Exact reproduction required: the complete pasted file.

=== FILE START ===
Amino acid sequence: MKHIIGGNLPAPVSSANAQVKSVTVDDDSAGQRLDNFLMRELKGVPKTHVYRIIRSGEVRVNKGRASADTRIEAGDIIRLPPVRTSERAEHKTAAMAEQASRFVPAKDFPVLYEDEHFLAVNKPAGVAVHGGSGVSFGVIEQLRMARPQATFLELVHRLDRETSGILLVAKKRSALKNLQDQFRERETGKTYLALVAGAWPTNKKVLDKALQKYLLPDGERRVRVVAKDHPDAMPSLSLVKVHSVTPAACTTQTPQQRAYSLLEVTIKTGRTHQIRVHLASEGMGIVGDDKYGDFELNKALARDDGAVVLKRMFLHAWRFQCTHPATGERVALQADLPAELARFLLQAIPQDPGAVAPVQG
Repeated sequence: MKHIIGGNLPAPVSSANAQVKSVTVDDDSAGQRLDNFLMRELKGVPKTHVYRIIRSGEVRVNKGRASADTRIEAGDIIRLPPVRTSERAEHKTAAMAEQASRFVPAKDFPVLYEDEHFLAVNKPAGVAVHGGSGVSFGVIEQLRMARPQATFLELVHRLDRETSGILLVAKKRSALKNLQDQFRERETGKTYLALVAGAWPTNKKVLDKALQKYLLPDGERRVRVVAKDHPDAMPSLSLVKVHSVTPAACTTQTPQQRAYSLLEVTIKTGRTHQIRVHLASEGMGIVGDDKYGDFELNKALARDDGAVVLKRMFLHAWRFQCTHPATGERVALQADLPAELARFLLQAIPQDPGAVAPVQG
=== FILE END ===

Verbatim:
Amino acid sequence: MKHIIGGNLPAPVSSANAQVKSVTVDDDSAGQRLDNFLMRELKGVPKTHVYRIIRSGEVRVNKGRASADTRIEAGDIIRLPPVRTSERAEHKTAAMAEQASRFVPAKDFPVLYEDEHFLAVNKPAGVAVHGGSGVSFGVIEQLRMARPQATFLELVHRLDRETSGILLVAKKRSALKNLQDQFRERETGKTYLALVAGAWPTNKKVLDKALQKYLLPDGERRVRVVAKDHPDAMPSLSLVKVHSVTPAACTTQTPQQRAYSLLEVTIKTGRTHQIRVHLASEGMGIVGDDKYGDFELNKALARDDGAVVLKRMFLHAWRFQCTHPATGERVALQADLPAELARFLLQAIPQDPGAVAPVQG
Repeated sequence: MKHIIGGNLPAPVSSANAQVKSVTVDDDSAGQRLDNFLMRELKGVPKTHVYRIIRSGEVRVNKGRASADTRIEAGDIIRLPPVRTSERAEHKTAAMAEQASRFVPAKDFPVLYEDEHFLAVNKPAGVAVHGGSGVSFGVIEQLRMARPQATFLELVHRLDRETSGILLVAKKRSALKNLQDQFRERETGKTYLALVAGAWPTNKKVLDKALQKYLLPDGERRVRVVAKDHPDAMPSLSLVKVHSVTPAACTTQTPQQRAYSLLEVTIKTGRTHQIRVHLASEGMGIVGDDKYGDFELNKALARDDGAVVLKRMFLHAWRFQCTHPATGERVALQADLPAELARFLLQAIPQDPGAVAPVQG